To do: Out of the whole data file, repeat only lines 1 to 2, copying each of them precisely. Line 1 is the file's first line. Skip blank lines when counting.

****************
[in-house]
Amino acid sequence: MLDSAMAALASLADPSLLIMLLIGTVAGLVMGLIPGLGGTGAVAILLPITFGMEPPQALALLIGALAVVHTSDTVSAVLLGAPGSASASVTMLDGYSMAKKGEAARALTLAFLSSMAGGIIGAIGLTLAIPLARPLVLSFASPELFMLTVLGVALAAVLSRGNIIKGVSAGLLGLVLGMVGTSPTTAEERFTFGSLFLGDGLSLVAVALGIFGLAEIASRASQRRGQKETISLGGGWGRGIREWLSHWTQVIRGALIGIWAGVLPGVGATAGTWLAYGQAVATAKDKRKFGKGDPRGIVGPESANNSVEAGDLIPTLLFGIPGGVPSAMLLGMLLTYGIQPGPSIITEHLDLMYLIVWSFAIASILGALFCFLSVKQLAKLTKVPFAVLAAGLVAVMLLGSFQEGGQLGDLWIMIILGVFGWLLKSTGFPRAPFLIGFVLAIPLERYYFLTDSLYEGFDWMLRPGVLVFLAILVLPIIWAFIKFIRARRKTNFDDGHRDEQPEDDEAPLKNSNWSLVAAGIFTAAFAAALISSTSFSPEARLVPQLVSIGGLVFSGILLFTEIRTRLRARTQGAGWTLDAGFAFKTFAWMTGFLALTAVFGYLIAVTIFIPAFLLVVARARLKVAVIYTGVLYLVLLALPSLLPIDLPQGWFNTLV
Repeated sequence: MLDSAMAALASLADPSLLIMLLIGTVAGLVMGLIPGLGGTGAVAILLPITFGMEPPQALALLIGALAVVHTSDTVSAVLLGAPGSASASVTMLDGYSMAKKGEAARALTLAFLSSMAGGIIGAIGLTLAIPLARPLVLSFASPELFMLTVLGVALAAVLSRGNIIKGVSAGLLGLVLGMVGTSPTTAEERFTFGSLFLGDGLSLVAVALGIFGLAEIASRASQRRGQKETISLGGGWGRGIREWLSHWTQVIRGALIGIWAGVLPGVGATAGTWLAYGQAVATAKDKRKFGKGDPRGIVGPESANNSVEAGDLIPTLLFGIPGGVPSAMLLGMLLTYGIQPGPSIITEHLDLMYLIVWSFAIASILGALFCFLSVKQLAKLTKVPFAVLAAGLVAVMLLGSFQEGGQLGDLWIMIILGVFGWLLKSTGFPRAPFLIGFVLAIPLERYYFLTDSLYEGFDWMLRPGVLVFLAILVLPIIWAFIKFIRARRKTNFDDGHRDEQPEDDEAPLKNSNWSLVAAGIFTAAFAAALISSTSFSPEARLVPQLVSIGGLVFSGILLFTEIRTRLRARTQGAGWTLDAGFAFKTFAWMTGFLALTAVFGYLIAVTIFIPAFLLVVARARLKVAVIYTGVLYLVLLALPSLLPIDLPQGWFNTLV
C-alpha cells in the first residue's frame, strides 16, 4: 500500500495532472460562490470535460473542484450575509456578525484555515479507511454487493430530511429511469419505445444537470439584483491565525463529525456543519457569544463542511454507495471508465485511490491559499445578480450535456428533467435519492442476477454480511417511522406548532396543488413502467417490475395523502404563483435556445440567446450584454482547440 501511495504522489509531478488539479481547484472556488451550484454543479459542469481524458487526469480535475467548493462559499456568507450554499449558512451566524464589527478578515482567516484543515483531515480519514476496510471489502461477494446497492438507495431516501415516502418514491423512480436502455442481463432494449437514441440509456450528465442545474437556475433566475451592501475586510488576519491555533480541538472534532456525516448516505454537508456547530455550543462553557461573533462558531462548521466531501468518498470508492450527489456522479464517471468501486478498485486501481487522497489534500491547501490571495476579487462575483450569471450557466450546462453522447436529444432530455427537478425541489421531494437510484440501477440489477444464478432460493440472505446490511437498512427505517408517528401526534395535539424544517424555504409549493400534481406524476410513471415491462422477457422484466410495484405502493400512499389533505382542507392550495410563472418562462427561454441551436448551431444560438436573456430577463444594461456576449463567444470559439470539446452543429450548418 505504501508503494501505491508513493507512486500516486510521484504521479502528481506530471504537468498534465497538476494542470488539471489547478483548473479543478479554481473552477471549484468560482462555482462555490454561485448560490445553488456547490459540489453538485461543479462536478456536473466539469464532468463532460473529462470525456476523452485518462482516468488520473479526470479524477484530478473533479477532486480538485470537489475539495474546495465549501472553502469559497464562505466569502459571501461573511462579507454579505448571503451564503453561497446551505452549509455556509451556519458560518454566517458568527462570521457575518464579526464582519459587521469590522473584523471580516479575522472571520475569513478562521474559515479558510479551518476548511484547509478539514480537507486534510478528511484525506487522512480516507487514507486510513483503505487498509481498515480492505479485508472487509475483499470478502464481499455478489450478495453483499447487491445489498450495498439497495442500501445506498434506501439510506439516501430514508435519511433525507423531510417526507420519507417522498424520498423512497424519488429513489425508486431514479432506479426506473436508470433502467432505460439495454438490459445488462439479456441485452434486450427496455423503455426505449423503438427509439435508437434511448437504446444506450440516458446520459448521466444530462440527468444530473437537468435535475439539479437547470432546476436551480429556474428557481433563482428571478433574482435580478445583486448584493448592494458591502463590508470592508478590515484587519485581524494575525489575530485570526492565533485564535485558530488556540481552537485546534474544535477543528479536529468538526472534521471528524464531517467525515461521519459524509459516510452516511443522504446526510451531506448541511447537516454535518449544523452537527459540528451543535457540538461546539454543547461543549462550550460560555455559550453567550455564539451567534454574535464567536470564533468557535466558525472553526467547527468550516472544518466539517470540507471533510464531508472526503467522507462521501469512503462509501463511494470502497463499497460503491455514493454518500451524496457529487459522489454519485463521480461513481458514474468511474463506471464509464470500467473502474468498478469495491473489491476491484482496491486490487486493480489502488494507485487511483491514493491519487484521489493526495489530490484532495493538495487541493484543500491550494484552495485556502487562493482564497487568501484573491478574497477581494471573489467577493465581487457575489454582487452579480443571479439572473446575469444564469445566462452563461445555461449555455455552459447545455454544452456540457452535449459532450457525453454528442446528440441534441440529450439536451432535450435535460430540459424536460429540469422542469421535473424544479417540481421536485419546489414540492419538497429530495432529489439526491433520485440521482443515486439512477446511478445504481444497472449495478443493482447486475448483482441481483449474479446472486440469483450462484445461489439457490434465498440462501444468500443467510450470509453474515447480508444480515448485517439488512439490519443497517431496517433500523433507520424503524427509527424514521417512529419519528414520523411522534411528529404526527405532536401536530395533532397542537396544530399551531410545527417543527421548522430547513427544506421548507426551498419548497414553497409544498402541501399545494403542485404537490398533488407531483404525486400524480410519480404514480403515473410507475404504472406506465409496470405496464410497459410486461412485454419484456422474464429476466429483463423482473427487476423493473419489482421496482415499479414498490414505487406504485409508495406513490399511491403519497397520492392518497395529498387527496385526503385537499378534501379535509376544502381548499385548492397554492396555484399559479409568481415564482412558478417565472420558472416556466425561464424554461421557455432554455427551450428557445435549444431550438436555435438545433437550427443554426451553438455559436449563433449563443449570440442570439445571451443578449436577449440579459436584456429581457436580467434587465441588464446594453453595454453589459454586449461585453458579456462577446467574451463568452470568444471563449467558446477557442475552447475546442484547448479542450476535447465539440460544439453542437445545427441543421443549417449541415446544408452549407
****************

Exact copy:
[in-house]
Amino acid sequence: MLDSAMAALASLADPSLLIMLLIGTVAGLVMGLIPGLGGTGAVAILLPITFGMEPPQALALLIGALAVVHTSDTVSAVLLGAPGSASASVTMLDGYSMAKKGEAARALTLAFLSSMAGGIIGAIGLTLAIPLARPLVLSFASPELFMLTVLGVALAAVLSRGNIIKGVSAGLLGLVLGMVGTSPTTAEERFTFGSLFLGDGLSLVAVALGIFGLAEIASRASQRRGQKETISLGGGWGRGIREWLSHWTQVIRGALIGIWAGVLPGVGATAGTWLAYGQAVATAKDKRKFGKGDPRGIVGPESANNSVEAGDLIPTLLFGIPGGVPSAMLLGMLLTYGIQPGPSIITEHLDLMYLIVWSFAIASILGALFCFLSVKQLAKLTKVPFAVLAAGLVAVMLLGSFQEGGQLGDLWIMIILGVFGWLLKSTGFPRAPFLIGFVLAIPLERYYFLTDSLYEGFDWMLRPGVLVFLAILVLPIIWAFIKFIRARRKTNFDDGHRDEQPEDDEAPLKNSNWSLVAAGIFTAAFAAALISSTSFSPEARLVPQLVSIGGLVFSGILLFTEIRTRLRARTQGAGWTLDAGFAFKTFAWMTGFLALTAVFGYLIAVTIFIPAFLLVVARARLKVAVIYTGVLYLVLLALPSLLPIDLPQGWFNTLV